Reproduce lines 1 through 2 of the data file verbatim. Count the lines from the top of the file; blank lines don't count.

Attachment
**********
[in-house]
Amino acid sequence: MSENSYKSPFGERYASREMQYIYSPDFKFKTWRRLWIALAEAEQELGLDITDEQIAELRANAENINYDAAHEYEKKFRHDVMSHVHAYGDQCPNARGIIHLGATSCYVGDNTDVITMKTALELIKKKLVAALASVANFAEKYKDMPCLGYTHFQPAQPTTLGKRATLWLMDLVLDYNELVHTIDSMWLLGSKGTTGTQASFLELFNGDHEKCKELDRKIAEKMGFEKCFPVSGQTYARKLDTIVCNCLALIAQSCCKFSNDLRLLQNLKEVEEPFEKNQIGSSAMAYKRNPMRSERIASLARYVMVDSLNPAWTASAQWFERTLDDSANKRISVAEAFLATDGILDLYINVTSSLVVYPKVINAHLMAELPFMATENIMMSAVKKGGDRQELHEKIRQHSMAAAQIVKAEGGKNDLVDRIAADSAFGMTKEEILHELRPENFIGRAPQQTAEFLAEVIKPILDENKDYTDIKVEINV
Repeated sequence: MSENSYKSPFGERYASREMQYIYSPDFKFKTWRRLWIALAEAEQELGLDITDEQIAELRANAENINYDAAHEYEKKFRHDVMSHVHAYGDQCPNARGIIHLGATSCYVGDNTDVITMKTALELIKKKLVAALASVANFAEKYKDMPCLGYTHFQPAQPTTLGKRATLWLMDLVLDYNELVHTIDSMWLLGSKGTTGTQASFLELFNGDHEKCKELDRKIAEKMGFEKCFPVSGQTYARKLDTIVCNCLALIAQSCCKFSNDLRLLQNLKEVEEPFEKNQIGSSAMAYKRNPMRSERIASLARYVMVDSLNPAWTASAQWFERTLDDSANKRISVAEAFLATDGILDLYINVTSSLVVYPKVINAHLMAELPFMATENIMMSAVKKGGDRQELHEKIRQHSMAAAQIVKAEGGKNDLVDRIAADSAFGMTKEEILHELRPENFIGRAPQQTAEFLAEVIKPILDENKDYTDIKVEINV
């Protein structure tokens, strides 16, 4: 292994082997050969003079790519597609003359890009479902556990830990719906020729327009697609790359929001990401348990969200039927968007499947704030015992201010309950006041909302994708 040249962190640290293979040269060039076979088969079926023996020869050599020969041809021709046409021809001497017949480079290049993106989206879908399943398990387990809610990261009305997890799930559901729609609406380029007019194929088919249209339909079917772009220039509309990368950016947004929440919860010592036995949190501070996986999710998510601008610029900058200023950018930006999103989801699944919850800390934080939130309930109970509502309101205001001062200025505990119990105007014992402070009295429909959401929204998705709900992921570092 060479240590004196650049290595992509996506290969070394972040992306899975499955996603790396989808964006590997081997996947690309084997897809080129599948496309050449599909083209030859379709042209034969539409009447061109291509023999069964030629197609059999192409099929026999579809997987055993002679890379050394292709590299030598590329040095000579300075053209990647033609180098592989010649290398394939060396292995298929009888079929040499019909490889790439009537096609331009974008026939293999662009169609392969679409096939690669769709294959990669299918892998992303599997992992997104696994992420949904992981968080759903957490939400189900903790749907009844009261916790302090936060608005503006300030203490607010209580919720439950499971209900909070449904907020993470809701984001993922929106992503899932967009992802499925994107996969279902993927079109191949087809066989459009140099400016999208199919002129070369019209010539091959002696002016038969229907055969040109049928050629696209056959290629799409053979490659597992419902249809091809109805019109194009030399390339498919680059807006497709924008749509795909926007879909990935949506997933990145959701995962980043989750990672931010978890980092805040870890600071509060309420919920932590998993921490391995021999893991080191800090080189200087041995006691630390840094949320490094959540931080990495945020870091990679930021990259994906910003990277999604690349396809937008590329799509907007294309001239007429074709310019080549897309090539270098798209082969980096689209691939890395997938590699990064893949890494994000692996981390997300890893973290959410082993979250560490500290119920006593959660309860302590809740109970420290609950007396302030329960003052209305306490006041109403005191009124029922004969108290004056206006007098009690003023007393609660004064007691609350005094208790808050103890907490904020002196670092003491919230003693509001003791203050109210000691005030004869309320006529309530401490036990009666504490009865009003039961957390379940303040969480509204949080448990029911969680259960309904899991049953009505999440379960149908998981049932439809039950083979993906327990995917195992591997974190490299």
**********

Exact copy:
[in-house]
Amino acid sequence: MSENSYKSPFGERYASREMQYIYSPDFKFKTWRRLWIALAEAEQELGLDITDEQIAELRANAENINYDAAHEYEKKFRHDVMSHVHAYGDQCPNARGIIHLGATSCYVGDNTDVITMKTALELIKKKLVAALASVANFAEKYKDMPCLGYTHFQPAQPTTLGKRATLWLMDLVLDYNELVHTIDSMWLLGSKGTTGTQASFLELFNGDHEKCKELDRKIAEKMGFEKCFPVSGQTYARKLDTIVCNCLALIAQSCCKFSNDLRLLQNLKEVEEPFEKNQIGSSAMAYKRNPMRSERIASLARYVMVDSLNPAWTASAQWFERTLDDSANKRISVAEAFLATDGILDLYINVTSSLVVYPKVINAHLMAELPFMATENIMMSAVKKGGDRQELHEKIRQHSMAAAQIVKAEGGKNDLVDRIAADSAFGMTKEEILHELRPENFIGRAPQQTAEFLAEVIKPILDENKDYTDIKVEINV